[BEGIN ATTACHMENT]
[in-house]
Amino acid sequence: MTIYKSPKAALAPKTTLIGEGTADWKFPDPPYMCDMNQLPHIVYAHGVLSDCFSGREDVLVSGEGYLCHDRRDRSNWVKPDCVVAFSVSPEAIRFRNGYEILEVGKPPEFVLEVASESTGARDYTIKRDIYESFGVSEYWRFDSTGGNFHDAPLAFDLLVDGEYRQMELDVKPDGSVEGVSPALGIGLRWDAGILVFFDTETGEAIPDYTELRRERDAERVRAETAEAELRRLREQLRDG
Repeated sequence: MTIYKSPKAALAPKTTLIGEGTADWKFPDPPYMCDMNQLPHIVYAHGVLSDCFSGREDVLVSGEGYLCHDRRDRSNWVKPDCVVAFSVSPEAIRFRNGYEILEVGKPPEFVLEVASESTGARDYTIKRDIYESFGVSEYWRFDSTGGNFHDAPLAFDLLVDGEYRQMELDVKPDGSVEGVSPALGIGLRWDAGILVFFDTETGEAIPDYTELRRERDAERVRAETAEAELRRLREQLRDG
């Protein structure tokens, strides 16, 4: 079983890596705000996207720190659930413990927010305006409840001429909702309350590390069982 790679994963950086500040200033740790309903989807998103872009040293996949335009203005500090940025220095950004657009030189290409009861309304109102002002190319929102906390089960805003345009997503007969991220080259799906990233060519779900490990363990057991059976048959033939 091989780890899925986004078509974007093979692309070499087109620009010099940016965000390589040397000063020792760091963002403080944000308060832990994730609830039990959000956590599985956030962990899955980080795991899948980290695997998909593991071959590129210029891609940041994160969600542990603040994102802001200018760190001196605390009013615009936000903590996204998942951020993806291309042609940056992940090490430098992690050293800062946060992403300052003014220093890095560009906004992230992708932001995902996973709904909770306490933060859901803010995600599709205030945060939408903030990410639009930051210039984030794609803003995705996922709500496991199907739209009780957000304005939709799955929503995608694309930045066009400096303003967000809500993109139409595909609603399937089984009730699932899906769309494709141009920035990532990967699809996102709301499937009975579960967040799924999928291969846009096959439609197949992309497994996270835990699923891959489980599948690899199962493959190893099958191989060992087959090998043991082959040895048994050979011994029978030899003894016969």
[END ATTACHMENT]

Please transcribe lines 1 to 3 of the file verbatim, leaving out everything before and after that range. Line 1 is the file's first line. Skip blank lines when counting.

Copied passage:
[in-house]
Amino acid sequence: MTIYKSPKAALAPKTTLIGEGTADWKFPDPPYMCDMNQLPHIVYAHGVLSDCFSGREDVLVSGEGYLCHDRRDRSNWVKPDCVVAFSVSPEAIRFRNGYEILEVGKPPEFVLEVASESTGARDYTIKRDIYESFGVSEYWRFDSTGGNFHDAPLAFDLLVDGEYRQMELDVKPDGSVEGVSPALGIGLRWDAGILVFFDTETGEAIPDYTELRRERDAERVRAETAEAELRRLREQLRDG
Repeated sequence: MTIYKSPKAALAPKTTLIGEGTADWKFPDPPYMCDMNQLPHIVYAHGVLSDCFSGREDVLVSGEGYLCHDRRDRSNWVKPDCVVAFSVSPEAIRFRNGYEILEVGKPPEFVLEVASESTGARDYTIKRDIYESFGVSEYWRFDSTGGNFHDAPLAFDLLVDGEYRQMELDVKPDGSVEGVSPALGIGLRWDAGILVFFDTETGEAIPDYTELRRERDAERVRAETAEAELRRLREQLRDG